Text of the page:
The point of conversion isn’t the last stage of the e-commerce customer journey. Converted customers often return to make repeat purchases or complete other transactions. If brands can secure converted customers’ loyalty, they can enjoy benefits such as higher lifetime value, cross-sell and upsell opportunities, and advocacy.

Understanding the customer is critical to making the most of the loyalty stage in e-commerce customers’ journeys:

  • Who is the customer?
  • Is there a pattern to loyal customers’ purchases?
  • What brand actions motivate converted customers to return to the e-commerce site?
  • What recommendations work best with specific audiences among converted customers?

Knowing your customers entails a comprehensive solution that unifies customer profiles and collects data from every interaction. With such a strong customer data foundation, brands gain a richer, deeper understanding of their e-commerce customers’ journeys.

In summary, retailers and e-commerce merchants can make the most out of customers’ digital journeys by analyzing customers’ pathways to purchase. Starting from the point of awareness to engagement and finally to conversion and return, brands can use data to develop insights and serve consumer needs at every stage to move them closer to conversion.

Get Insight on Customers’ Journeys With Treasure Data Customer Data Cloud

Treasure Data’s enterprise-grade customer data platform is trusted by Fortune 500 and Global 2000 companies worldwide. See what you can do with Treasure Data Customer Data Cloud:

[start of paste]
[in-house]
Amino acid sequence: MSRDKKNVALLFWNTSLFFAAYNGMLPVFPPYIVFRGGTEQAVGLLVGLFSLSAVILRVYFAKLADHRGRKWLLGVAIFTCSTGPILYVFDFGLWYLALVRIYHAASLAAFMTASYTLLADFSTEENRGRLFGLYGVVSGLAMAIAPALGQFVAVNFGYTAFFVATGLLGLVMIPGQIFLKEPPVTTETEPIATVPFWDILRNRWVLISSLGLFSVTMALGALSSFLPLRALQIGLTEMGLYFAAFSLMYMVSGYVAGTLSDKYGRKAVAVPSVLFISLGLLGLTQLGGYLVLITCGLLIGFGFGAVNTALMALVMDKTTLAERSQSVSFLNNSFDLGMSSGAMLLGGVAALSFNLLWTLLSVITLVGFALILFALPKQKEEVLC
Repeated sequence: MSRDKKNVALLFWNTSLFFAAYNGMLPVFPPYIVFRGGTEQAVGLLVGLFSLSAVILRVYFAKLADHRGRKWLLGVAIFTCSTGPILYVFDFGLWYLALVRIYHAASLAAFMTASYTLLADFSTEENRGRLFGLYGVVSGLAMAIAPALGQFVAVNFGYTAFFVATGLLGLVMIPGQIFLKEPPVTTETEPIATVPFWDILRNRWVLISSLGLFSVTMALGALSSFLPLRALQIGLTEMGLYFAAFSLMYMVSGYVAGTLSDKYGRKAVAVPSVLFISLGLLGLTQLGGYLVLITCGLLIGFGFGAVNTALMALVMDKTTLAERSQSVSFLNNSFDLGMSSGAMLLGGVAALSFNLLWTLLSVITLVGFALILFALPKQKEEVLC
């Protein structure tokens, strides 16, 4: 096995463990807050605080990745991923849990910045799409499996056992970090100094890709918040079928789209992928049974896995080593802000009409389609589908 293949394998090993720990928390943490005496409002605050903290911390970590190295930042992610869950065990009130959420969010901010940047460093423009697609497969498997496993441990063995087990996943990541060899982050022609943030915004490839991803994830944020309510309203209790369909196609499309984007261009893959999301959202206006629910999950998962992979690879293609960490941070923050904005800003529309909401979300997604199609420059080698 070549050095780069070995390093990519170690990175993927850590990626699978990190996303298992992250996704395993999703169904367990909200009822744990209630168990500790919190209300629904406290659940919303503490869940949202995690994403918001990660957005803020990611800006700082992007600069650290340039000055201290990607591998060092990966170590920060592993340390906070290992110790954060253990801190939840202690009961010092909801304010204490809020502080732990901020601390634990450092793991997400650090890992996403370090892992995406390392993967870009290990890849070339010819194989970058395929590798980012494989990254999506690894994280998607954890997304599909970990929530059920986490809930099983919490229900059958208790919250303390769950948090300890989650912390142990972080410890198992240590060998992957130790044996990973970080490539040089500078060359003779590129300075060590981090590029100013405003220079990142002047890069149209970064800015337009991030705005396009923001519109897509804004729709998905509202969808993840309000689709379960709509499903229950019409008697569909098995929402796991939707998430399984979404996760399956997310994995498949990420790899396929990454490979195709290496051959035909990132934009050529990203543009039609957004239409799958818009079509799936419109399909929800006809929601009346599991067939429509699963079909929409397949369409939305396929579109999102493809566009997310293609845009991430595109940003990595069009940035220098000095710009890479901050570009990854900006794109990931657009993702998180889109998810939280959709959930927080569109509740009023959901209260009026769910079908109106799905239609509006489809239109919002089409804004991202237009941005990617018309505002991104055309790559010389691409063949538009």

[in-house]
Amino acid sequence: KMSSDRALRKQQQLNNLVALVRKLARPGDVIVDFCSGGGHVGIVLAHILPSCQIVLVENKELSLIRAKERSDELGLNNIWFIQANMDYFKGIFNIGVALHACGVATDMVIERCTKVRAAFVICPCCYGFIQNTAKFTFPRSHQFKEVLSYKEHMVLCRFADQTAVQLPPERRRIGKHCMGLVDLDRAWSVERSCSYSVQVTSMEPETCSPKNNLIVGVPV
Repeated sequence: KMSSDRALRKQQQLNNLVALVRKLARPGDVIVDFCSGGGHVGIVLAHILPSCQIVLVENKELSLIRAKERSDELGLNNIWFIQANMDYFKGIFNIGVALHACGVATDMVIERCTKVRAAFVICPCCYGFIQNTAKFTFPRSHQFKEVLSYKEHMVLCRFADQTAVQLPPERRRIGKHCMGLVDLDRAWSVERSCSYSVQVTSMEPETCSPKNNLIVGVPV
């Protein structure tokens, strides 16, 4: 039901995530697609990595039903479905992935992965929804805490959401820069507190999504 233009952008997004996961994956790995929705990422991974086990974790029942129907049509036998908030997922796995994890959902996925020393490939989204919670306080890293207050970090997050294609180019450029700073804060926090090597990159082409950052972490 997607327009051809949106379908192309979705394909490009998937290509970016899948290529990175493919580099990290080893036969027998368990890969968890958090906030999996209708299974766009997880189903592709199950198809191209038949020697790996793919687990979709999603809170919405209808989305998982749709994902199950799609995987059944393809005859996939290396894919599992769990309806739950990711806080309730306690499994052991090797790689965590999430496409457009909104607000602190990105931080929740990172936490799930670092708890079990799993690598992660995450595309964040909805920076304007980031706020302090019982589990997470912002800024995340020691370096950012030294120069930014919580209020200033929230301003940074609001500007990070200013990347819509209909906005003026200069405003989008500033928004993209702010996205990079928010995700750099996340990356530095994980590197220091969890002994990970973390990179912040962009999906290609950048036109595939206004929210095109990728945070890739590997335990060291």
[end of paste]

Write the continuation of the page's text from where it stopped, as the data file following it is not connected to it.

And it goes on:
• Collect and centralize customer data from all sources
  • Unify customer profiles using online + offline data
  • Analyze customer journeys and derive actionable insights using machine learning techniques
  • Personalize customer experience at all customer journey stages
  • And more

Our platform seamlessly connects with Google Analytics along with other business intelligence and analytics tools to analyze customers’ journeys and deploy the right activations. Check out some of our integrations:

Treasure Data Customer Data Cloud is an integrated suite of cloud-based customer data platform solutions that helps companies improve campaign performance, achieve operational efficiency, and create connected customer experiences.

To learn more about how Treasure Data Customer Data Cloud helps brands understand the e-commerce customer journey, consult an expert today. Want to learn more? Request a demo, call 1.866.899.5386, or contact us for more information.

Kellie de Leon
Kellie de Leon
Kellie de Leon is the Senior Director of Content Marketing at Treasure Data. She is a marketer, writer, and speaker who is passionate about delivering relevant and valuable experiences for customers throughout the buyer’s journey to drive business growth. Connect with her on LinkedIn.